What You Need To Know About Gel Nails

by Rebecca Boneschans

What You Need To Know About Gel Nails

Since becoming popular with those who love having perfectly pretty fingertips, there has been a big fuss over whether or not gel nails are safe. With the media screaming about the risk of skin cancer due to gel nail manicures and their UV-emitting lamps, we were left with a lot of questions. We did some digging and found that gel nails—and their little lamps, too—aren’t as evil as some people claim.


Let’s start with the basics: Just what are gel nails? They are a thin, flexible, and natural-looking fake nail. The gel nail process is simple. First, natural nails are cleaned and shaped. Whether this is done professionally or at home, the goal is to use clean nail tools and make sure cuticles are kept intact to prevent infection. Gel nails require four layers: First a base coat gel is applied followed by two layers of gel nail polish and finished off with a gel top coat. Between each layer curing, or hardening, of the gel occurs under a UV or LED nail lamp. That’s the part people have issues with: the nail lamp and its supposed cancer-causing rays.


Citing statements made in a press release issued by the American Academy of Dermatology, CBS ran a story titled “Gel Manicures May Lead to Nail Problems and Potential Skin Cancer Risk, Dermatologist Warns” earlier this year. In it, CBS quoted a statement Dr. Chris Adigun, assistant professor of dermatology at The Ronald O. Perelman Department of Dermatology at NYU School of Medicine, said in a press release from the American Academy of Dermatology. “In general, any manicure left in place for an extended period of time is not a good idea because you are not seeing what is going on underneath the nail polish,” said Adigun. “As is the case with most things, moderation is the key when it comes to gel manicures.”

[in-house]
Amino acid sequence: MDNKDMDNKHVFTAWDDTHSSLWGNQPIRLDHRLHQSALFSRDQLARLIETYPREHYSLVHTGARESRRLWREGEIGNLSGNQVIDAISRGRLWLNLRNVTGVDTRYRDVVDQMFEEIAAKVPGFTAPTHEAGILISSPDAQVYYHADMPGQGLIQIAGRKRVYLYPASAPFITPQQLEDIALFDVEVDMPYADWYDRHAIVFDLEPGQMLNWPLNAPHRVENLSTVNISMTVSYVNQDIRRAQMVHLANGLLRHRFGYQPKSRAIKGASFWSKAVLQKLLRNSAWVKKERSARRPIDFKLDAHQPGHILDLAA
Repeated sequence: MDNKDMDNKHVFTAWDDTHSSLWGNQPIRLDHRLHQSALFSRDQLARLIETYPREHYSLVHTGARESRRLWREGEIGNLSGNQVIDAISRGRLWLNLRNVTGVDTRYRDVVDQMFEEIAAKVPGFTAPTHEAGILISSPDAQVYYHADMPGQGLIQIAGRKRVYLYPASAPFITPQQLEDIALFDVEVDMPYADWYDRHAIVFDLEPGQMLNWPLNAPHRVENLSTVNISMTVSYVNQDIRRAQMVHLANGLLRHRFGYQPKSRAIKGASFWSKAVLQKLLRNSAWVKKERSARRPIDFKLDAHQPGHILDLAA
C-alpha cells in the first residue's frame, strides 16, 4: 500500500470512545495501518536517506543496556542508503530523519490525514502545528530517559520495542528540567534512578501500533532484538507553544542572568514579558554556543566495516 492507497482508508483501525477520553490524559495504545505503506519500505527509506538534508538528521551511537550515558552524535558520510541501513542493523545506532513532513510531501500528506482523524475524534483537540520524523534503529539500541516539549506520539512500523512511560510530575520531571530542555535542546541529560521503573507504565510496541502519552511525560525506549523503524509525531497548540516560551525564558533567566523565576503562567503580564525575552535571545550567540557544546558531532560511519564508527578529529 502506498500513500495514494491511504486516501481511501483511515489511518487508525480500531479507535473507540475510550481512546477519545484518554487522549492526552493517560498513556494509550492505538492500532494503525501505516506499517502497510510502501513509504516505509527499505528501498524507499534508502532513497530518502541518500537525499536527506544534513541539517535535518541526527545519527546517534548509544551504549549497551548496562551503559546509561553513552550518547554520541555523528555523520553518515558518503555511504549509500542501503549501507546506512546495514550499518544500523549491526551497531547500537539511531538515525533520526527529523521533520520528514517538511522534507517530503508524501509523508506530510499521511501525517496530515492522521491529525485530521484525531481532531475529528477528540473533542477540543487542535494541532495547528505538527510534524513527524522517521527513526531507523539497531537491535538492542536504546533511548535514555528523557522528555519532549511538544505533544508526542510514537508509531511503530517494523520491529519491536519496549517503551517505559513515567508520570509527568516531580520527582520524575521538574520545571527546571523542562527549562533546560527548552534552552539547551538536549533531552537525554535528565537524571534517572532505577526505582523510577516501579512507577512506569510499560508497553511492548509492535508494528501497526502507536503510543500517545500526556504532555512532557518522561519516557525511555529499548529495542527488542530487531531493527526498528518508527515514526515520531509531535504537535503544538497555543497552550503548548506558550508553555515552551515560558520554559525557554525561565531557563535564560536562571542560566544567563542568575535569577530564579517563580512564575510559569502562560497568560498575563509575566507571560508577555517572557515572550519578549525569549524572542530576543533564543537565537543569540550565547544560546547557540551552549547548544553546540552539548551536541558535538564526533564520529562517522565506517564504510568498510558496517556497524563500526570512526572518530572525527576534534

But despite the sensational article title, it turns out that most dermatologists aren’t overly concerned that gel-nail lovers will all end up with skin cancer. We contacted Dr. Adigun, who states that there is minimal risk of cancer from the UV lamps. “It’s a very low risk,” Adigun said. “Unfortunately, it’s difficult to quantify because people have different skin types. It’s hard to translate that from one person to the next.”


UV lamps emit a low amount of UV rays. So low, in fact, that it would take 250 years’ worth of weekly gel manicures to create skin cancer, according to a study on the safety of UV lamps in 2012. But it’s always better to be safe than sorry. If you are a frequent UV-indulger, you may want to take some steps to reduce the amount of UV exposure you get during treatments. To prevent skin damage, Adigun suggests coating your hands in sunscreen or wearing sun protective gloves with the fingertips snipped off.


As for the other lamps used to cure gel nails, LED (light emitting diodes) lamps use the same lights used in your digital alarm clock or in stop lights or your TV screen. If people can get cancer from those lights, then we may have to cut back on episodes of Grey’s.


There is one pertinent risk regarding gel nails. “It has to do with the cosmetic changes of the skin,” Adigun says. It’s under the nail that we have to worry about. The skin covered by the gel nails, or even polish, prevents us from detecting early signs of skin infections or cancers.


Adigun suggests taking a break from nail enhancements to not only lower the already low risk of cancer, but to also prevent any fungal infections and to bring your nails back to their natural state. During the two week period of high gloss and fancy nails, the nail plate wears out. “There have been studies done of before and after that gel nails thins the nail,” Adigun said. “We don’t know which step in the process proves this, or if it’s the gel nail chemical.”


One step in the gel nail process that is known to cause brittle nails is the acetone bath the nails must soak in for removal. To regain nail strength, Adigun suggests giving your nails a break from any sealant and to moisturize as often as possible. Using a cuticle moisturizer or applying Aquafor healing ointment will help.


For those of you steering clear of gel nails because of all the hype surrounding the UV nail lamps, you can stop your stressin’. The only real worries regarding gel nails can be easily prevented by ensuring that clean nail tools and supplies are used, that you’re cautious with cuticle care, and are using plenty of sunscreen during the curing process. So, if you want to spruce up your nails for that weekend getaway or family vacation, go for it. Just remember that your nails need a vacation from all that special treatment.